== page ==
Committee on Oversight and Reform
U.S. House of Representatives
May 22, 2019
Thank you Chairman Krishnamoorthi and Ranking Member Cloud. My name is Dr. Lindsey Burke. I am the Will Skillman Fellow in Education Policy and the Director of the Center for Education Policy at The Heritage Foundation. I appreciate the invitation to be here today to discuss the for-profit higher education sector and student debt. The views I express in this testimony are my own, and should not be construed as representing any official position of The Heritage Foundation or any other organization.
The higher education system in America needs significant reform. But targeting proprietary institutions is not the way to improve outcomes sector-wide. For-profit colleges are finding success because they are helping a segment of students that have historically been underserved by traditional universities. The real problem afflicting higher education today is the vast amount of taxpayer subsidies being poured into the system. That is the issue that deserves oversight, rather than singling-out a sector that is meeting the needs of students in a way the traditional system has failed to accomplish.
I want to make three overarching points today: (1) There are for-profit colleges that outperform the average public college, and public colleges that underperform the average for-profit college, as Preston Cooper has pointed out; (2) regulations, when promulgated, should be applied evenly to all universities in the sector; and (3) all of higher education needs improvement, which will not be achieved by singling-out for-profit colleges.
Two regulations have made it clear over the past decade that the so-called for-profit sector has been unfairly targeted, and as such, deserve a discussion. The first is the Obama Administration–era gainful employment rule, and the second is the 90/10 rule.
Gainful Employment (GE)
The Department of Education is working to overhaul the “gainful employment” regulation put in place during the Obama Administration that would have especially targeted for-profit colleges, requiring their graduates to achieve government-defined debt-to-earnings income ratios. Career colleges (and some certificate programs at non-profit colleges) would have lost access to federal student loans and grants if their graduates had debt-to-earnings ratios above a defined percentage of their income (12 percent of a graduate’s total earnings or 30 percent of his discretionary income). Programs that failed the measure twice in a three-year time span would lose access to federal funds. This was a government-knows-best policy that would have limited choices for students.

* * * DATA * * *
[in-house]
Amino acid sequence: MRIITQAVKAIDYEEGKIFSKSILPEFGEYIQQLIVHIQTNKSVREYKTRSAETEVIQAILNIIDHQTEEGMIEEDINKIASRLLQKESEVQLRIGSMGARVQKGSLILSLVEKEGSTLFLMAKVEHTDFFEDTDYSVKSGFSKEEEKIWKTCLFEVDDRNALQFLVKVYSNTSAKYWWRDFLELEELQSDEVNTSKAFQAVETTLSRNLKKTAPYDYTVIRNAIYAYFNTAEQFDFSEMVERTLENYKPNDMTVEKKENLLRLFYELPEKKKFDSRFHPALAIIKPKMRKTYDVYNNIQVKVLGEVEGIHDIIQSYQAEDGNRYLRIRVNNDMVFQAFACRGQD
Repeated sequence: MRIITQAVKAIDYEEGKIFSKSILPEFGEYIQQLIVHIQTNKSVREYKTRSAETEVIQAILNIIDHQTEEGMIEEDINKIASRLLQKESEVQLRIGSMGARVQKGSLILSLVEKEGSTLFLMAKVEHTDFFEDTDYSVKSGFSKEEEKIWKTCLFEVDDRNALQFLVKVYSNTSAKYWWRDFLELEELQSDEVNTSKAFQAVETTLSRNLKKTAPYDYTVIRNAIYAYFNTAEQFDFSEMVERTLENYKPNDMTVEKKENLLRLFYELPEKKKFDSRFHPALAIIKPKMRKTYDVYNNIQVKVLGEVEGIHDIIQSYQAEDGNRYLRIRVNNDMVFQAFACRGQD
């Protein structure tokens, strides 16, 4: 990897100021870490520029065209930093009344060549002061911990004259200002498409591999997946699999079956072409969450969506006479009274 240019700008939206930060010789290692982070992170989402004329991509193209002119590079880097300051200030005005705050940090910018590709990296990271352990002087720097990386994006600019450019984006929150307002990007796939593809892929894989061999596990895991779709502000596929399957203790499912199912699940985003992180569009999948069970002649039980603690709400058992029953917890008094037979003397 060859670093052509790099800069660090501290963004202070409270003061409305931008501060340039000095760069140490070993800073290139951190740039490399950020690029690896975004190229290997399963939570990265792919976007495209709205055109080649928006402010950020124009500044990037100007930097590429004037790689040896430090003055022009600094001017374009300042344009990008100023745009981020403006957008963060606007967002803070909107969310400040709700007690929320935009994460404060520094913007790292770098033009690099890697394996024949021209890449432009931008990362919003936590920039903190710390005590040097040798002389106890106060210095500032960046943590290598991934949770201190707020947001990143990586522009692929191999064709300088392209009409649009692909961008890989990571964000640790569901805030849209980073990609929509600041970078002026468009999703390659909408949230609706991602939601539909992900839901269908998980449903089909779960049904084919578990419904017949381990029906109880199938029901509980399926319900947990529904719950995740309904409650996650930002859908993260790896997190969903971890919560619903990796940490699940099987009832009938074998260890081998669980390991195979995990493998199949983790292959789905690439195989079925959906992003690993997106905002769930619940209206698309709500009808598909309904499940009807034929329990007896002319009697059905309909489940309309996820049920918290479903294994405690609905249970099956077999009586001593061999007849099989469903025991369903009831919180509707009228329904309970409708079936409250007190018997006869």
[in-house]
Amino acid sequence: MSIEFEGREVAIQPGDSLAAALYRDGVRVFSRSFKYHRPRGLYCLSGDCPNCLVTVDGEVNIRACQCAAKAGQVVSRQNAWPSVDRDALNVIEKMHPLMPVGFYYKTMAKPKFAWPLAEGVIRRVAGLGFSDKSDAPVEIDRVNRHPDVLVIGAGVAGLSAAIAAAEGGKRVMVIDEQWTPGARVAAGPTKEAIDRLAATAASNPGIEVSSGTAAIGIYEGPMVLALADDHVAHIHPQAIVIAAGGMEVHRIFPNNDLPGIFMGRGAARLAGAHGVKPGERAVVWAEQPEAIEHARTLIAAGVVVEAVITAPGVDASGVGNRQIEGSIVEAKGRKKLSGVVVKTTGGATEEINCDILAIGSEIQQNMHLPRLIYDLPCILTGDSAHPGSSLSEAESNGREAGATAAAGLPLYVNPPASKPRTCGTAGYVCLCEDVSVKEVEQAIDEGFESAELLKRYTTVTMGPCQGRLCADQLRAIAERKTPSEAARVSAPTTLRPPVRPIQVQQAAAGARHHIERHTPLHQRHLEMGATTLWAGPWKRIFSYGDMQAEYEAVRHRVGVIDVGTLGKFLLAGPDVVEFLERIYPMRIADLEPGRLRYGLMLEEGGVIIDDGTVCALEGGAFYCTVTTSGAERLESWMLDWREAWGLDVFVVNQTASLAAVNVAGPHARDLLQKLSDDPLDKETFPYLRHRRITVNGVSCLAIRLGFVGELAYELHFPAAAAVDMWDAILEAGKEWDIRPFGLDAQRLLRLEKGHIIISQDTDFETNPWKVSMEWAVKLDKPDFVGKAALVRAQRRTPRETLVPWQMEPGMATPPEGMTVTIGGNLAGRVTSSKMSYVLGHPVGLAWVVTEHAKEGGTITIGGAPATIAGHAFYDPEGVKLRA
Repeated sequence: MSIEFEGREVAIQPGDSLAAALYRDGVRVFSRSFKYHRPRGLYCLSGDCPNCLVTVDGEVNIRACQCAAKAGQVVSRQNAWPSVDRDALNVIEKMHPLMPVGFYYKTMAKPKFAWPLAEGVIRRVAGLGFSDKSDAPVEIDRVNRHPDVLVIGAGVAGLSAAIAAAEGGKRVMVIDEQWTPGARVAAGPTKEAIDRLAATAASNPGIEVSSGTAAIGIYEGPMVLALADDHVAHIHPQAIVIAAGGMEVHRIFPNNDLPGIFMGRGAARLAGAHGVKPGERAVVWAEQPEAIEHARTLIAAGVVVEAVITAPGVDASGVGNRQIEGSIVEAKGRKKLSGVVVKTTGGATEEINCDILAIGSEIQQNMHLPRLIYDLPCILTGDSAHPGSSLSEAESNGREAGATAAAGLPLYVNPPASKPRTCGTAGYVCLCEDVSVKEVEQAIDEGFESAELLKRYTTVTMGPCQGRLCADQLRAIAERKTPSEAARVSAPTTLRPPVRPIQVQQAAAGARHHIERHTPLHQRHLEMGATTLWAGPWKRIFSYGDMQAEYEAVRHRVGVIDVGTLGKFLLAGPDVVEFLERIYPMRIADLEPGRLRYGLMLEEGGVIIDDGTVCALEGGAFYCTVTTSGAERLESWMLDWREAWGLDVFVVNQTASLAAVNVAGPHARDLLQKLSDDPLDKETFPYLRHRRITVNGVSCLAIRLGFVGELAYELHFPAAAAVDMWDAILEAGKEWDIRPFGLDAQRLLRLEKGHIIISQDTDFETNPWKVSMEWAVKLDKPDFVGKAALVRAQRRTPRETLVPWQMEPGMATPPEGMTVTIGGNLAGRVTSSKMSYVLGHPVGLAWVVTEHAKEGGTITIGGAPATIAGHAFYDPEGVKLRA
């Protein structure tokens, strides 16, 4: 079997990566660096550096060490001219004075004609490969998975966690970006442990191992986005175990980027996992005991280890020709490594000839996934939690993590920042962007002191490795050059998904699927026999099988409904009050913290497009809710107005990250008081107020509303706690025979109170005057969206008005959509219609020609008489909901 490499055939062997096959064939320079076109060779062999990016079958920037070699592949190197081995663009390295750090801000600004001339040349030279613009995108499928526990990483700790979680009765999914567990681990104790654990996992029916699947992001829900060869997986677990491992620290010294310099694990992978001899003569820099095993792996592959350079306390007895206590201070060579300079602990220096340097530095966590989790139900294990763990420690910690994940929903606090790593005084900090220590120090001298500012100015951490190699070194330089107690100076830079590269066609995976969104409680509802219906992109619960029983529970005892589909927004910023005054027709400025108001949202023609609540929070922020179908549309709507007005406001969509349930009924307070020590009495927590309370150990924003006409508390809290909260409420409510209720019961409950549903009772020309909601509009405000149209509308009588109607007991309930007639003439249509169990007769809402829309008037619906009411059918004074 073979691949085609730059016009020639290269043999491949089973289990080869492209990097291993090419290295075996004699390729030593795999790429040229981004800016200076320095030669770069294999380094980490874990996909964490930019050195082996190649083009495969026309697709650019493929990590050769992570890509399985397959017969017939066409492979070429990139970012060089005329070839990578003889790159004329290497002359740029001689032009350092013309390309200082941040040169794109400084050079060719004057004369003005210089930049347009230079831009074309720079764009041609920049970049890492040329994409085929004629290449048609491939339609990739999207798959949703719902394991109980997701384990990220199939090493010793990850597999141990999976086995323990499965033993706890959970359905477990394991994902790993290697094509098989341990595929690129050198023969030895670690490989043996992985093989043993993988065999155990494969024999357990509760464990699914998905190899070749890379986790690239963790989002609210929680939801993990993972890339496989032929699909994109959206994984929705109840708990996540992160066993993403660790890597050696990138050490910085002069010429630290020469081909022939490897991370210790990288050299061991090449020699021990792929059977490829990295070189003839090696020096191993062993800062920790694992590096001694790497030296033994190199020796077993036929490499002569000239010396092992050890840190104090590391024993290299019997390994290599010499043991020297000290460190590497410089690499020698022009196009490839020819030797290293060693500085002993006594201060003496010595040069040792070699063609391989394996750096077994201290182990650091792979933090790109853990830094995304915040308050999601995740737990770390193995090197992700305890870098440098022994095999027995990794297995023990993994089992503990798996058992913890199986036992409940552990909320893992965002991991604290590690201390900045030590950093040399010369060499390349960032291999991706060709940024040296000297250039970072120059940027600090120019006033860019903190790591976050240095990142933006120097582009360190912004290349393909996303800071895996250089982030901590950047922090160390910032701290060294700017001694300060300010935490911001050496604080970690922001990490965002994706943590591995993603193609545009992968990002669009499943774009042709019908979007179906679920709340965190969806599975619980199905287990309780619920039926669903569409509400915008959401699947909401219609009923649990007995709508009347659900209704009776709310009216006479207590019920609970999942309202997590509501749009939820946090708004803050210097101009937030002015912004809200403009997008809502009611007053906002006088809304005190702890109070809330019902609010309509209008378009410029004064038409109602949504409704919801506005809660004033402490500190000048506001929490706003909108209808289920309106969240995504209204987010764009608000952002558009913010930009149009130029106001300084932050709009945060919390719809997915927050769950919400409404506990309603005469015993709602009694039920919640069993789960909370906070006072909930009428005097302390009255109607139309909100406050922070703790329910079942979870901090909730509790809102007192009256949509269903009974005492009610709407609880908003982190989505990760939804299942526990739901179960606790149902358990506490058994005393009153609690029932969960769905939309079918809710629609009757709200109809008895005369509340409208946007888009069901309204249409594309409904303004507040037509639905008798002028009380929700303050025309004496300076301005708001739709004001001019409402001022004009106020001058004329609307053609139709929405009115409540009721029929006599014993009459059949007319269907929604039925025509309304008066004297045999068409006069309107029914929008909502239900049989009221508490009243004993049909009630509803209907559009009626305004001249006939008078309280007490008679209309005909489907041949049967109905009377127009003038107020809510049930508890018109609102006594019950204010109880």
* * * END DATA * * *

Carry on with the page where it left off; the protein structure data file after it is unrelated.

The GE rule was clearly designed to affect certain types of schools as it was not applied evenly across all institutions. Degree programs at traditional four-year colleges, for example, were exempt from it. This suggests the rule’s application to for-profit schools was more about politics than prudent policy.
For example, default rates among students at community colleges are comparable to those at career colleges, despite the fact the students leave community colleges with less debt on average, meaning they should be expected to have lower default rates. And although it is true that career and vocational colleges are more likely to have lower loan repayment rates than traditional four-year colleges, as Jason Delisle and Preston Cooper point out, the majority of students who attend a college with a low loan-repayment rate attend a public college. That is the case because only 9 percent of undergraduate students attend a propriety college, compared with 74 percent attending public universities.
When private colleges are included in the mix, nearly two-thirds of students who attend schools with very low repayment rates (below 25 percent) attend public and private colleges, not for-profit schools. With regard to certificate programs specifically, there is a 25 percentage point gap in favor of for-profit colleges when it comes to certificate completion. While just 45 percent of students pursuing a certificate at a public college had earned it within three years, that figure rises to 70 percent for students at for-profit colleges.